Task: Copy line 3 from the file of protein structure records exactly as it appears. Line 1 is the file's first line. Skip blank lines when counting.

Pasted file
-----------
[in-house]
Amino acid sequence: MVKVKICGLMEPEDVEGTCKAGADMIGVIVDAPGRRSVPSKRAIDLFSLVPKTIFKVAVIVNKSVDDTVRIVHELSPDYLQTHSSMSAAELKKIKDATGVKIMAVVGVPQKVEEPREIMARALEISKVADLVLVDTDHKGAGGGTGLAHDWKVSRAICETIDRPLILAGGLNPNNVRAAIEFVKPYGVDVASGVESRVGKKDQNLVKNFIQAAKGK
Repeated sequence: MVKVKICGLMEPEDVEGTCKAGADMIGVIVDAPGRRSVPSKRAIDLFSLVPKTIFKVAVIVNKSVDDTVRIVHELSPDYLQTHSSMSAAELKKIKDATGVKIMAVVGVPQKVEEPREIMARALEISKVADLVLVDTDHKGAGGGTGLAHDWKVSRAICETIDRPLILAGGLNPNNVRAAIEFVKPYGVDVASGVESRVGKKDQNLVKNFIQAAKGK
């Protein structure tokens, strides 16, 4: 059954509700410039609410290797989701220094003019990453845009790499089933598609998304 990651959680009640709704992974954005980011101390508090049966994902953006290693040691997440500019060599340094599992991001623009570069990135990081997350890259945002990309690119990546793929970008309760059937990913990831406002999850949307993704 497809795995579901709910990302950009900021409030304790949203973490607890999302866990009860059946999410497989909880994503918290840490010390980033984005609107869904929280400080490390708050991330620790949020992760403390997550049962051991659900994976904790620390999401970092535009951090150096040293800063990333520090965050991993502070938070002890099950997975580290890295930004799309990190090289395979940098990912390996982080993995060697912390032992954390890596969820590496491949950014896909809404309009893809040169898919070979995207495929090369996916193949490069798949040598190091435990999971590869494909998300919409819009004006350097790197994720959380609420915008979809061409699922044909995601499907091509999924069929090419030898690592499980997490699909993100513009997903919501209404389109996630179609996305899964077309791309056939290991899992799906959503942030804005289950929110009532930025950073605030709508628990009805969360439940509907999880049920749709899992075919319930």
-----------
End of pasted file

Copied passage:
Repeated sequence: MVKVKICGLMEPEDVEGTCKAGADMIGVIVDAPGRRSVPSKRAIDLFSLVPKTIFKVAVIVNKSVDDTVRIVHELSPDYLQTHSSMSAAELKKIKDATGVKIMAVVGVPQKVEEPREIMARALEISKVADLVLVDTDHKGAGGGTGLAHDWKVSRAICETIDRPLILAGGLNPNNVRAAIEFVKPYGVDVASGVESRVGKKDQNLVKNFIQAAKGK